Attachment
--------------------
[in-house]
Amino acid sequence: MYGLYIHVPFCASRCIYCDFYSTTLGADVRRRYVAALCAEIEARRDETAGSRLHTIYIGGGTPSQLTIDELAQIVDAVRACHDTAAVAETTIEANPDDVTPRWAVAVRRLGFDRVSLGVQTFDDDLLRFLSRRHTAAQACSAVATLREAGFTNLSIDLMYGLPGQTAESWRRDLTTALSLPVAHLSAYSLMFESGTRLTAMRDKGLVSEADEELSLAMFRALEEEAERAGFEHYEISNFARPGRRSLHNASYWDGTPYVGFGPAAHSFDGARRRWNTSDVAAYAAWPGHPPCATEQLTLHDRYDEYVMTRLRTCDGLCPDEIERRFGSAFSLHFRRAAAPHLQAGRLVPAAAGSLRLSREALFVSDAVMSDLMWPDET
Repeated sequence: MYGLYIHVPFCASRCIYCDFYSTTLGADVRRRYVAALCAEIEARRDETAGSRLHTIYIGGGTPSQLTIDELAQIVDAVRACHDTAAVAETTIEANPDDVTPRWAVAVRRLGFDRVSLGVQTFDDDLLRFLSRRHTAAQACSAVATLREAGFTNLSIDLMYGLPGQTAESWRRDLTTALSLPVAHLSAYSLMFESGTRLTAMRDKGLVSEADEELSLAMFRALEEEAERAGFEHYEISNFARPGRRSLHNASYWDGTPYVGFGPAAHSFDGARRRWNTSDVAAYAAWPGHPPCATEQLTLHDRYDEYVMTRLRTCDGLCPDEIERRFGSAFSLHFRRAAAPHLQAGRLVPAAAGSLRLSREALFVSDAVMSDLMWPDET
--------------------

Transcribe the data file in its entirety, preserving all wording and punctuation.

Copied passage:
[in-house]
Amino acid sequence: MYGLYIHVPFCASRCIYCDFYSTTLGADVRRRYVAALCAEIEARRDETAGSRLHTIYIGGGTPSQLTIDELAQIVDAVRACHDTAAVAETTIEANPDDVTPRWAVAVRRLGFDRVSLGVQTFDDDLLRFLSRRHTAAQACSAVATLREAGFTNLSIDLMYGLPGQTAESWRRDLTTALSLPVAHLSAYSLMFESGTRLTAMRDKGLVSEADEELSLAMFRALEEEAERAGFEHYEISNFARPGRRSLHNASYWDGTPYVGFGPAAHSFDGARRRWNTSDVAAYAAWPGHPPCATEQLTLHDRYDEYVMTRLRTCDGLCPDEIERRFGSAFSLHFRRAAAPHLQAGRLVPAAAGSLRLSREALFVSDAVMSDLMWPDET
Repeated sequence: MYGLYIHVPFCASRCIYCDFYSTTLGADVRRRYVAALCAEIEARRDETAGSRLHTIYIGGGTPSQLTIDELAQIVDAVRACHDTAAVAETTIEANPDDVTPRWAVAVRRLGFDRVSLGVQTFDDDLLRFLSRRHTAAQACSAVATLREAGFTNLSIDLMYGLPGQTAESWRRDLTTALSLPVAHLSAYSLMFESGTRLTAMRDKGLVSEADEELSLAMFRALEEEAERAGFEHYEISNFARPGRRSLHNASYWDGTPYVGFGPAAHSFDGARRRWNTSDVAAYAAWPGHPPCATEQLTLHDRYDEYVMTRLRTCDGLCPDEIERRFGSAFSLHFRRAAAPHLQAGRLVPAAAGSLRLSREALFVSDAVMSDLMWPDET